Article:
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Joint Subcommittee Hearing Held on EPA Ozone Rule

This week, the House Energy and Power and Commerce, and Manufacturing and Trade subcommittees held a joint hearing on the impacts EPA’s proposed Ozone Rule would have on the manufacturing industry.

The EPA is considering revising the 2008 National Ambient Air Quality Standards (NAAQS) for ground level ozone even though the most recent standard, set in 2008, has yet to be fully implemented.

Energy and Commerce Chairman Ed Whitfield (R, Kentucky) said, “We have watched the Obama EPA propose and finalize rules for more than six years now, and a familiar pattern has emerged. The agency is inclined to overstate both the extent and the certainty of the benefits, while downplaying the costs. At the same time, the concerns of state and local governments tend to be ignored, as do the issues raised by affected manufacturers.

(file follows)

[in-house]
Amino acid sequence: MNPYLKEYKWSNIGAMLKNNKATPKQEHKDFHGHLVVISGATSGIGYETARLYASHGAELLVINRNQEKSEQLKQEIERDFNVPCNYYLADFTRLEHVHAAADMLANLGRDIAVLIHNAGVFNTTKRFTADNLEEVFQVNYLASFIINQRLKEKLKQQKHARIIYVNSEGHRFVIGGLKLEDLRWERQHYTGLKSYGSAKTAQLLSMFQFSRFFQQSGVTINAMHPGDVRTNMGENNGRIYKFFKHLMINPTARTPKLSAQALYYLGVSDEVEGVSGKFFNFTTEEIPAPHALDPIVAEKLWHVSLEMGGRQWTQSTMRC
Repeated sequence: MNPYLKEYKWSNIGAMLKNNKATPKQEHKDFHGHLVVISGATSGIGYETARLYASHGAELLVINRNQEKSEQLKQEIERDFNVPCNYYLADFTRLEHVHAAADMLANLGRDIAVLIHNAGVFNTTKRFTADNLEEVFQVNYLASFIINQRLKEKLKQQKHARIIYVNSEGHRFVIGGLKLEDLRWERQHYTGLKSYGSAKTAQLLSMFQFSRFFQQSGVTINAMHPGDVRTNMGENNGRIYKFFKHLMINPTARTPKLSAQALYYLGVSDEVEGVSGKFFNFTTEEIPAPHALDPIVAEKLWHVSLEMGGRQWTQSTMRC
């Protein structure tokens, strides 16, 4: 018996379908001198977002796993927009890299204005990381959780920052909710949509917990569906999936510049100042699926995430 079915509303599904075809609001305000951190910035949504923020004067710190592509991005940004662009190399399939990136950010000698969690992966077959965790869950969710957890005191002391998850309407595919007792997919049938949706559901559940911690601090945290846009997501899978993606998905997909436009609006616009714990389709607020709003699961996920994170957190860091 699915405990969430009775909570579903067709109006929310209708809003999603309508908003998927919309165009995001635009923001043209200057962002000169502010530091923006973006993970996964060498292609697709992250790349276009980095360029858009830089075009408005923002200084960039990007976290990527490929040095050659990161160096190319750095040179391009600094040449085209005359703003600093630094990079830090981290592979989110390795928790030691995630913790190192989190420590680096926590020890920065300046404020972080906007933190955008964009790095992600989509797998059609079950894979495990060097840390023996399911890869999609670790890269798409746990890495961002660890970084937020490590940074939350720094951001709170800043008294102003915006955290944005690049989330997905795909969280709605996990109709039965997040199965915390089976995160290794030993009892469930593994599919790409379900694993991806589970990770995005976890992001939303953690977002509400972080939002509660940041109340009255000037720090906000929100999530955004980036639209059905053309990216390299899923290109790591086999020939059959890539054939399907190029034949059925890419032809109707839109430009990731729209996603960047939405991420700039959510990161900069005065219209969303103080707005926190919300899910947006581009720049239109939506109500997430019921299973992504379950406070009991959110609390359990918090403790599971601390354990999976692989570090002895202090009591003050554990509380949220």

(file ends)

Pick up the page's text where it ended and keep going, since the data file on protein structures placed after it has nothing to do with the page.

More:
Congressman Michael Burgess, MD (R, Texas), said the rule is ” an unprecedented and overly burdensome regulatory proposal when there is significant ongoing debate and little science around the public health benefits of such a rule. The EPA’s proposal to further reduce the National Ambient Air Quality Standard for ozone represents one of the most costly regulations the agency has ever attempted to impose on the U.S. economy.”

Testimony was provided by the National Association of Manufacturers, the WD-40 Company and Johns Hopkins University, to name a few. A full list of witnesses and their testimony can be found on the Energy and Commerce Committee’s Web site.

The Committee’s Web site also provides an interactive map that allows users to see what effects this new rule would have on jobs and manufacturing.